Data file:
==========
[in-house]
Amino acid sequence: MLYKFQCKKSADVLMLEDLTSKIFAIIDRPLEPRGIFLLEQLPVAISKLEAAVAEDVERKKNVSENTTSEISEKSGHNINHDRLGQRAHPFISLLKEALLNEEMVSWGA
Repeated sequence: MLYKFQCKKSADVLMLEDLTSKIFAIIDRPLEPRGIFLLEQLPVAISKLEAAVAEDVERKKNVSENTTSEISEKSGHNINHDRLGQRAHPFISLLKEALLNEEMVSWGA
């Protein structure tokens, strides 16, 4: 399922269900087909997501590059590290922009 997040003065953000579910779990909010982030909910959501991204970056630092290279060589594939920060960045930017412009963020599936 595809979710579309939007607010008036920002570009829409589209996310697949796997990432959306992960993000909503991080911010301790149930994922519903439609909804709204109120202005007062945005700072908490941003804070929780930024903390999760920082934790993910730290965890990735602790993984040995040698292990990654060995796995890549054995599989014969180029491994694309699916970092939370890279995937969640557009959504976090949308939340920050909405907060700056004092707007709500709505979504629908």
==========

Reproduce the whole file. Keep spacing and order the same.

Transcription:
[in-house]
Amino acid sequence: MLYKFQCKKSADVLMLEDLTSKIFAIIDRPLEPRGIFLLEQLPVAISKLEAAVAEDVERKKNVSENTTSEISEKSGHNINHDRLGQRAHPFISLLKEALLNEEMVSWGA
Repeated sequence: MLYKFQCKKSADVLMLEDLTSKIFAIIDRPLEPRGIFLLEQLPVAISKLEAAVAEDVERKKNVSENTTSEISEKSGHNINHDRLGQRAHPFISLLKEALLNEEMVSWGA
């Protein structure tokens, strides 16, 4: 399922269900087909997501590059590290922009 997040003065953000579910779990909010982030909910959501991204970056630092290279060589594939920060960045930017412009963020599936 595809979710579309939007607010008036920002570009829409589209996310697949796997990432959306992960993000909503991080911010301790149930994922519903439609909804709204109120202005007062945005700072908490941003804070929780930024903390999760920082934790993910730290965890990735602790993984040995040698292990990654060995796995890549054995599989014969180029491994694309699916970092939370890279995937969640557009959504976090949308939340920050909405907060700056004092707007709500709505979504629908």